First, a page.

Wombwell Rainbow Interviews: John Homan

Wombwell Rainbow Interviews

I am honoured and privileged that the following writers local, national and international have agreed to be interviewed by me. I gave the writers two options: an emailed list of questions or a more fluid interview via messenger.

The usual ground is covered about motivation, daily routines and work ethic, but some surprises too. Some of these poets you may know, others may be new to you. I hope you enjoy the experience as much as I do.

office poems cover

John Homan

 is a poet and percussionist from Bend, Oregon, he is a graduate of Indiana University and Rhema Bible College. His work has appeared in Chiron Review, Misfit Magazine, Mojave Heart Review, and Constellate Magazine among others. John is the founder and coordinator of WordPlay Open Mic Night in Elkhart, Indiana where he lives with his wife, and their two cats, Henry and Lucy.

Main Website with links to other sites.

https://about.me/john_homan

Current Bibliography with links:

Chiron Review

http://www.chironreview.com/

Print & Ebook publications-works not available on line.

Fall 2018 issue – “The Pink Warrior”

Summer 2017 issue – “Regarding the Rhinoceros”

Constellate Magazine

https://constellatemagazine.com/2018/12/31/life-hack-john-homan/

https://constellatemagazine.com/2018/11/01/lawn-maintenance-john-homan/

The Drabble

https://thedrabble.wordpress.com/?s=John+Homan

Elixir Magazine

https://theelixirmag2018.wordpress.com/2018/12/31/the-dancers/?fbclid=IwAR2fkU13D68hc-hYSMQKUqctMwYsUtxR3GR38FJcgb_myNrY-SNz_MT3UBg

Former Cactus

https://formercactus.wordpress.com/2018/11/01/unitarian-marketing-ethos-by-john-homan/

Indiana University Undergraduate Research Journal 2003

https://scholarworks.iu.edu/journals/index.php/iusburj/article/view/19752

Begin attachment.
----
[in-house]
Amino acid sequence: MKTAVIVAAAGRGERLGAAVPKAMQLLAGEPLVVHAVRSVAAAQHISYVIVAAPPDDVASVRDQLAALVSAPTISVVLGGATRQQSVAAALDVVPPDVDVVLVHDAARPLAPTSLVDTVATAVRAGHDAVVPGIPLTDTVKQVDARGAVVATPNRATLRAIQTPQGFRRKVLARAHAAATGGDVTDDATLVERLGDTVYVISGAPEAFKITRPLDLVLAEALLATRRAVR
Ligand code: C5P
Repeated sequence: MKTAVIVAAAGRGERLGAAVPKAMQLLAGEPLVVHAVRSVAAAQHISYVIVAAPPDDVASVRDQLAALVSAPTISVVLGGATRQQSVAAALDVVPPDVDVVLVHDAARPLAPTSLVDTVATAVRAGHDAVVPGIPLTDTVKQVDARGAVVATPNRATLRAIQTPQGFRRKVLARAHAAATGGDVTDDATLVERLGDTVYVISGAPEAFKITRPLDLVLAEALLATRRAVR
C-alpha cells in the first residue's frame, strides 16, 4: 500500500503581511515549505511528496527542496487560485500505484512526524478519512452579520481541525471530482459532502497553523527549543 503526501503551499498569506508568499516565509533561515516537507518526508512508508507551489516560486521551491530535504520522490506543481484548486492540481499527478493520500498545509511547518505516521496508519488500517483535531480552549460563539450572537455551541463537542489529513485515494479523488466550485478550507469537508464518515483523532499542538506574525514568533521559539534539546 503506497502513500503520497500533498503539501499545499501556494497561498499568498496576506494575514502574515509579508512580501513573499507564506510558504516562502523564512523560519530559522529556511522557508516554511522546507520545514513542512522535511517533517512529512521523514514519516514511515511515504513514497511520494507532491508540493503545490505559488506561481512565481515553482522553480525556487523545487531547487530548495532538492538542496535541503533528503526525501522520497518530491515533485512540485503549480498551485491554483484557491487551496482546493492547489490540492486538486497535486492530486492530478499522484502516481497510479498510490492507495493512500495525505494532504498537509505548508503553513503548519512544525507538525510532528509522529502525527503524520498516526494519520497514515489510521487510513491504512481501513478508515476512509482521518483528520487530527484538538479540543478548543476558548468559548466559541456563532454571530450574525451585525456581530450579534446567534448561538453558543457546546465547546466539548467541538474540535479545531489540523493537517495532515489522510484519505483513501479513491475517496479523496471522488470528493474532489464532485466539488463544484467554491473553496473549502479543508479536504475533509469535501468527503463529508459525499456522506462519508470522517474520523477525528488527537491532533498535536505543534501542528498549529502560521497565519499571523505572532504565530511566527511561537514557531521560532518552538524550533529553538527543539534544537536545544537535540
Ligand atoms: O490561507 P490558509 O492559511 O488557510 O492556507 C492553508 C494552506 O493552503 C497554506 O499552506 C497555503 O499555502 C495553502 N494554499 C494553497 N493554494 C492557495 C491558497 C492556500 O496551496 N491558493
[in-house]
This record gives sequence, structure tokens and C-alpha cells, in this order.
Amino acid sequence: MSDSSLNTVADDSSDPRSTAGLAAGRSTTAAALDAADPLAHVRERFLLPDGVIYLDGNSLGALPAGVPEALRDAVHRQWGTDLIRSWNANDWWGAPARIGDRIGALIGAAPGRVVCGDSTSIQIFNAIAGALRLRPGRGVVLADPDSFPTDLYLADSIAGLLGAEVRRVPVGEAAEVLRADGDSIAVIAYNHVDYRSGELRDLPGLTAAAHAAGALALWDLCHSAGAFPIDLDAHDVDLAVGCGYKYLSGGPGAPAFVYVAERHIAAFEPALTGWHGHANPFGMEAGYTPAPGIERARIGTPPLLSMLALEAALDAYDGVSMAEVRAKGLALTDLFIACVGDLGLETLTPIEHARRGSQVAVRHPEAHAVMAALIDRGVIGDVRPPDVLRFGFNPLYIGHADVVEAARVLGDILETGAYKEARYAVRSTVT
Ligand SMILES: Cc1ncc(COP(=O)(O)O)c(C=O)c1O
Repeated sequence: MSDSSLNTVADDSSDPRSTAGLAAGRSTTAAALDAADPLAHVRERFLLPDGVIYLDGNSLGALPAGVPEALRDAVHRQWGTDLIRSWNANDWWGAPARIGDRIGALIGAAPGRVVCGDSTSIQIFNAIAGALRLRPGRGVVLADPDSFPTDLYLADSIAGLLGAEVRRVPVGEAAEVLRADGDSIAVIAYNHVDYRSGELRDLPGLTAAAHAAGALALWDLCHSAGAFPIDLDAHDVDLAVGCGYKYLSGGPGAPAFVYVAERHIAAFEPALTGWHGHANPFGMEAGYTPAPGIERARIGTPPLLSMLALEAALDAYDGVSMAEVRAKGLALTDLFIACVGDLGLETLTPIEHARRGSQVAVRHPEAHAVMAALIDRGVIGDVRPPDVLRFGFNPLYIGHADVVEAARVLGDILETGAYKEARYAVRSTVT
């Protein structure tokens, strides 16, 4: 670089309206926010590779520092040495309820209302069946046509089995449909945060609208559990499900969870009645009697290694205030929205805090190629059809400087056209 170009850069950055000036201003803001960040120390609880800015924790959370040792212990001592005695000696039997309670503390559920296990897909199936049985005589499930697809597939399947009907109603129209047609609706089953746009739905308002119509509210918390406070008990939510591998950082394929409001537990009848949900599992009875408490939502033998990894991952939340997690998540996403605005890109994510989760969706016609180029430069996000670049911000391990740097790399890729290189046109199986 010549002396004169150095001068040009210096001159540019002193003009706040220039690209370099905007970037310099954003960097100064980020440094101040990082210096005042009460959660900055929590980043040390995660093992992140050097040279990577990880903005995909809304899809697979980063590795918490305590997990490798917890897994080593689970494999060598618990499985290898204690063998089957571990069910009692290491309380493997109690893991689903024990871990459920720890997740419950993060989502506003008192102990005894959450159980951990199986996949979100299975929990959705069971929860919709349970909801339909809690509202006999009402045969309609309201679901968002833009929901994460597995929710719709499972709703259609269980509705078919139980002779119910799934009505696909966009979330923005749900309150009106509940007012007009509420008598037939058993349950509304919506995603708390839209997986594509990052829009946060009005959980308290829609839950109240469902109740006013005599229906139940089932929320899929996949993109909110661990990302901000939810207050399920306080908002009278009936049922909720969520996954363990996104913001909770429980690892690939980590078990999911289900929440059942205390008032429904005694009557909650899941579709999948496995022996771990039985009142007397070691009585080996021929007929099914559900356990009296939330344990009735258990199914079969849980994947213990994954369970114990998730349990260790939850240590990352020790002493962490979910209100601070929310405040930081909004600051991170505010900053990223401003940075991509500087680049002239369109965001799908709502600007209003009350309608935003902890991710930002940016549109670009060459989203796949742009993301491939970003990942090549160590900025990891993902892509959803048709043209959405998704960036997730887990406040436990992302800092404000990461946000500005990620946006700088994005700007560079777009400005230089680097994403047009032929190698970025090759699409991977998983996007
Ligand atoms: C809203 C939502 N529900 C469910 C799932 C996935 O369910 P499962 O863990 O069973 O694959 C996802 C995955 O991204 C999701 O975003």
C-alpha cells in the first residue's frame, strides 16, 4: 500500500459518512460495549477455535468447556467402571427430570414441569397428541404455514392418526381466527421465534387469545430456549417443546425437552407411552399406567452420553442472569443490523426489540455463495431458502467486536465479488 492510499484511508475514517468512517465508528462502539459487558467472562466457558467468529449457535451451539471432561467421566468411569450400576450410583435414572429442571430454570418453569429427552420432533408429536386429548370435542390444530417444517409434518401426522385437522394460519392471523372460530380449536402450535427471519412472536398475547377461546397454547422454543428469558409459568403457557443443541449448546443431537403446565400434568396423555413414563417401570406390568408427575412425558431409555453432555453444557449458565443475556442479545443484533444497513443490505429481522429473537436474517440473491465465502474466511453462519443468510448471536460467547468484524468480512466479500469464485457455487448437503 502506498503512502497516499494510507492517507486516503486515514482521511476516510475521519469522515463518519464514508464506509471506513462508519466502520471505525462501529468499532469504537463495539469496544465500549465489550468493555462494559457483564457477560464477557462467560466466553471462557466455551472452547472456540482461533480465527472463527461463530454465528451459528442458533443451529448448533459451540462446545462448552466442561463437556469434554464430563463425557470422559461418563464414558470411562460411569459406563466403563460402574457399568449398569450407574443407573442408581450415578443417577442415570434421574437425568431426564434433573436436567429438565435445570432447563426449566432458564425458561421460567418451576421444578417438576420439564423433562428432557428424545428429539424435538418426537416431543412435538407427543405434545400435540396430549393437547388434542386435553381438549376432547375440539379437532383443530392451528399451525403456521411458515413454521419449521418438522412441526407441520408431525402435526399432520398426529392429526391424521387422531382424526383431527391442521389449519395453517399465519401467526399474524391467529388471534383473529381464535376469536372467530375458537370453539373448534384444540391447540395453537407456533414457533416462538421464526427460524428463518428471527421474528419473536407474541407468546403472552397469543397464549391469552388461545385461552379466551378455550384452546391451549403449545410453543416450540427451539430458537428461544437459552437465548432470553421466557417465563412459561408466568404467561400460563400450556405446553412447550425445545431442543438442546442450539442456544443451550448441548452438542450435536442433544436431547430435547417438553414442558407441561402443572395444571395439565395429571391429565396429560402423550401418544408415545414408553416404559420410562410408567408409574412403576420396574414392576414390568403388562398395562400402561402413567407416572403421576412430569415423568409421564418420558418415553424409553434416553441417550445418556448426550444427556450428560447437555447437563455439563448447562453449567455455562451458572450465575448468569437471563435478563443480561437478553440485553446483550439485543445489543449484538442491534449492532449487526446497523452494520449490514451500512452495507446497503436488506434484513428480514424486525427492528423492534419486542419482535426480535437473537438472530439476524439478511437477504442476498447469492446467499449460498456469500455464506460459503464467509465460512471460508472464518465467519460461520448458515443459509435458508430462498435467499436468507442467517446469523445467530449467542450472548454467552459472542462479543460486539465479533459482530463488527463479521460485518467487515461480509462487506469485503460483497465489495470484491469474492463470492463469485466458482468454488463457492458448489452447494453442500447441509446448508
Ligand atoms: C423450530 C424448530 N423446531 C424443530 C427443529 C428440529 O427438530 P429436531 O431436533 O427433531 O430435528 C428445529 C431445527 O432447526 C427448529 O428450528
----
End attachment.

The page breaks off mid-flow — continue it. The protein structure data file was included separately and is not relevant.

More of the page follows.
Misfit Magazine

http://misfitmagazine.net/archive/No-25/homan.html

Mojave He[art] Review

https://mojaveheart.com/time-warp/

https://mojaveheart.com/how-to-swim-fast/

https://mojaveheart.com/sin-empieza-ni-termino-without-beginning-or-end/

https://mojaveheart.com/indefinite/

https://mojaveheart.com/clueless/

https://mojaveheart.com/high-desert-landscape/

https://mojaveheart.com/joyously-alone/

https://mojaveheart.com/the-end-of-columbia-street/

Quatrain Fish

http://quatrain.fish/

Peculiars Magazine

https://peculiarsmagazine.weebly.com/journal/poetry-of-the-week-john-homan2274822

https://peculiarsmagazine.weebly.com/journal/poetry-of-the-week-john-homan

Pulp Poet’s Press

https://pulppoetspress.com/why-i-wear-hawaiian-shirts-by-john-homan

https://pulppoetspress.com/2-poems-by-john-homan

Vamp Cat Magazine

https://www.vampcatmag.com/read/salesman-and-princess-chloe-john-homan

The Interview

  1. When and why did you begin to write poetry?

I didn’t start writing poetry until my 40’s when I returned to university to get a degree in Spanish. It was one of those things where there were a bunch of little things that led me to be interested in poetry; sitting in on a poetry slam at university, reading “On the Road” by Jack Kerouac, poetry in Spanish literature classes and simply writing again on a regular basis made me remember the joy of writing, and start considering poetry as something I could be interested in.

  1. Who introduced you to poetry?